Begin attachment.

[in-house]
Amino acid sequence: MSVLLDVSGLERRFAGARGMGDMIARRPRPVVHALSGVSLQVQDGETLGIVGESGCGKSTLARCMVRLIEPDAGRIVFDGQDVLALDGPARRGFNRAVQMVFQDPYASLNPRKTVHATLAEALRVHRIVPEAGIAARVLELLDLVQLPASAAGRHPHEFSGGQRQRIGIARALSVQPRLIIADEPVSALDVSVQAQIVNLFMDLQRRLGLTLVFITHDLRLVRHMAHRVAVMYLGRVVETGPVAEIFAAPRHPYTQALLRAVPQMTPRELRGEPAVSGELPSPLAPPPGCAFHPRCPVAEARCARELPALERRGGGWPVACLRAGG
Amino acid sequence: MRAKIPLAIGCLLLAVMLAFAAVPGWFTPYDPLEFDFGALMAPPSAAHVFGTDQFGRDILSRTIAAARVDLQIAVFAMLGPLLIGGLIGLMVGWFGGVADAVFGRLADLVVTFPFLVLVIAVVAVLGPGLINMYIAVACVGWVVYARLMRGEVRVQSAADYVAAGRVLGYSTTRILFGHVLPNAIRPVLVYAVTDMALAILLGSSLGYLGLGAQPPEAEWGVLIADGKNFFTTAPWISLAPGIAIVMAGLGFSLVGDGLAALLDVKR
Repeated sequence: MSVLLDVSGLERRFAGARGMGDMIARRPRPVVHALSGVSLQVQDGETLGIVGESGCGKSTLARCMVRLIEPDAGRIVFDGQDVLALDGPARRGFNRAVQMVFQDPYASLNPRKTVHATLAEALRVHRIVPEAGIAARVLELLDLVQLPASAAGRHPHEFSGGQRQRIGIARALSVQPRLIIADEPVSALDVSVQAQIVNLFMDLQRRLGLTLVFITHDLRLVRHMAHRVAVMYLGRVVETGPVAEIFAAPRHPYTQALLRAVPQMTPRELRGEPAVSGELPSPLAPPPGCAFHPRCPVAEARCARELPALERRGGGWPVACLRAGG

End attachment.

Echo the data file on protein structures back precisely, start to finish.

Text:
[in-house]
Amino acid sequence: MSVLLDVSGLERRFAGARGMGDMIARRPRPVVHALSGVSLQVQDGETLGIVGESGCGKSTLARCMVRLIEPDAGRIVFDGQDVLALDGPARRGFNRAVQMVFQDPYASLNPRKTVHATLAEALRVHRIVPEAGIAARVLELLDLVQLPASAAGRHPHEFSGGQRQRIGIARALSVQPRLIIADEPVSALDVSVQAQIVNLFMDLQRRLGLTLVFITHDLRLVRHMAHRVAVMYLGRVVETGPVAEIFAAPRHPYTQALLRAVPQMTPRELRGEPAVSGELPSPLAPPPGCAFHPRCPVAEARCARELPALERRGGGWPVACLRAGG
Amino acid sequence: MRAKIPLAIGCLLLAVMLAFAAVPGWFTPYDPLEFDFGALMAPPSAAHVFGTDQFGRDILSRTIAAARVDLQIAVFAMLGPLLIGGLIGLMVGWFGGVADAVFGRLADLVVTFPFLVLVIAVVAVLGPGLINMYIAVACVGWVVYARLMRGEVRVQSAADYVAAGRVLGYSTTRILFGHVLPNAIRPVLVYAVTDMALAILLGSSLGYLGLGAQPPEAEWGVLIADGKNFFTTAPWISLAPGIAIVMAGLGFSLVGDGLAALLDVKR
Repeated sequence: MSVLLDVSGLERRFAGARGMGDMIARRPRPVVHALSGVSLQVQDGETLGIVGESGCGKSTLARCMVRLIEPDAGRIVFDGQDVLALDGPARRGFNRAVQMVFQDPYASLNPRKTVHATLAEALRVHRIVPEAGIAARVLELLDLVQLPASAAGRHPHEFSGGQRQRIGIARALSVQPRLIIADEPVSALDVSVQAQIVNLFMDLQRRLGLTLVFITHDLRLVRHMAHRVAVMYLGRVVETGPVAEIFAAPRHPYTQALLRAVPQMTPRELRGEPAVSGELPSPLAPPPGCAFHPRCPVAEARCARELPALERRGGGWPVACLRAGG